If you have gathered anything from reading about our family, you might assume that, in all likelihood, we will never, shall we say, be accused of over-organization. And you would be right. That said, I am valiantly attempting to put a loose structure on the plan of traipsing around the globe with the spouse and four children as our target date, now a mere 18 months away, draws nearer.
A major, perhaps THE major, factor governing the trip is transportation. Going RTW as a family may have its advantages, however, multiplying plane/bus/train ticket prices x 6 is not one of them. Of course, we have to get from place to place somehow, and with our new timeline of one year instead of two, the RTW flight plan became more of an option. So, I looked at one of the major companies that sells this type of thing, and the quote they gave me was more than half our budget for the year! They give a slight discount for children under 11, but the tickets were about $7000 per person – a whopping $42,000. Yikes!!
Now, the Bootsnall website had a link to multi-stop tickets with much friendlier pricing, but I’m not sure how this works. Apparently the website is roundtheworldticket.com and they do this monthly; here is the list for March. Also, I ordered Bootsnall’s free e-report on RTW airfare in which they compared various companies that sell these tickets. The conclusion from the report was that the DIY method was cheapest and most flexible, but there are advantages to having your tickets pre-paid such as: having proof that you are leaving the country (useful in certain countries I’m told), budgeting a known quantity, and perhaps most importantly, saving time and stress in finding flights. This guy seems very pro-RTW plane tickets but of course is not budgeting for 6. The 6-person family in Sixintheworld – who are inspiring in many ways but likely had a bigger budget than we have and covered more ground than we plan to cover- bought RTW tix for their year-long trip, but they had the significant advantage of frequent flyer miles and paid only $250 per ticket. Sigh.
So, I don’t think we will be flying much. I am closely watching the repositioning cruises to cross the Atlantic and/or Pacific, in fact the whole idea of our itinerary changed when I found a cruise from Vancouver to Tokyo leaving Sept. 2014. If there is one the following year, that is my pick. If not, we still could cruise with the fancy schmancy Cunard line to the UK from NYC to get the trip started. It is not much more than flying, and the kids and I get more excited about ship travel than flying so it may be worth it.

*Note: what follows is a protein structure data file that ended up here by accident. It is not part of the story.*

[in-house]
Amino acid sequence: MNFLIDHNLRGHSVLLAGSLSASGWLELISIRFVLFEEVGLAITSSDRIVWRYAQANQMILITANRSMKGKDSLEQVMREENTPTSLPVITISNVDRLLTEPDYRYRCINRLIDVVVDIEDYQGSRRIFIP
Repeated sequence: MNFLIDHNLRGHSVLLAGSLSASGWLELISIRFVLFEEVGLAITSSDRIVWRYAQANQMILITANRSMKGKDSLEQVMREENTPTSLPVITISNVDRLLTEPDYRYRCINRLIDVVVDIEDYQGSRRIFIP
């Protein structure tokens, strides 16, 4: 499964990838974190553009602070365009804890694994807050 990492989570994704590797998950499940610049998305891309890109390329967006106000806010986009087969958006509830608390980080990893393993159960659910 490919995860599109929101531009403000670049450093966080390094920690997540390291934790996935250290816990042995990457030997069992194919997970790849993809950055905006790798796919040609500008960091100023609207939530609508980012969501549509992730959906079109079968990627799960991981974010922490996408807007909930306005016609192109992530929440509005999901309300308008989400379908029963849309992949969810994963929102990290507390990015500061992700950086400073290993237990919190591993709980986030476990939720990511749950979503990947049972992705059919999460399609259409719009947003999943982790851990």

After getting to Europe or Asia, there are supposedly cheaper local flights and there are always alternatives to flying. I was impressed with the bus system for Mexico and Central America. I once took a bus from Mexico City to Santa Rosa de Copan, Honduras over 3 days, and Mr Fantastic (who spoke almost no Spanish) followed me a few weeks later and we both had safe, fairly comfortable, inexpensive trips. I cannot say the same for Greyhound in the USA, but I am optimistic about other countries. Mr. Fantastic is a big fan of the Trans-Siberian Railway for travel between Europe and China/Japan. This website looks to be very detailed in how to use that system. If we land in Tokyo, I also found this website on ferry boats to China/Korea/Russia/Taiwan from Japan. Of course, within cities, I am very keen to use the subway systems because I just like them.
So, barring any sudden windfall of frequent flyer miles or other unexpected incentives to fly, it looks like it will be seat-of-our-pants for the Fantastics. Personally, I think rail, boat, bus, tuk-tuk, bicycle, etc. will certainly be more adventurous and bring more memories than the sterile, bland interior of most airplanes. Ideally, it will make the traveling more interesting, budget-friendly, and after all, don’t they always say it’s the journey and not the destination? I’m not sure whoever ‘they’ are was talking about RTW travel for a family of 6, but it works for me for now.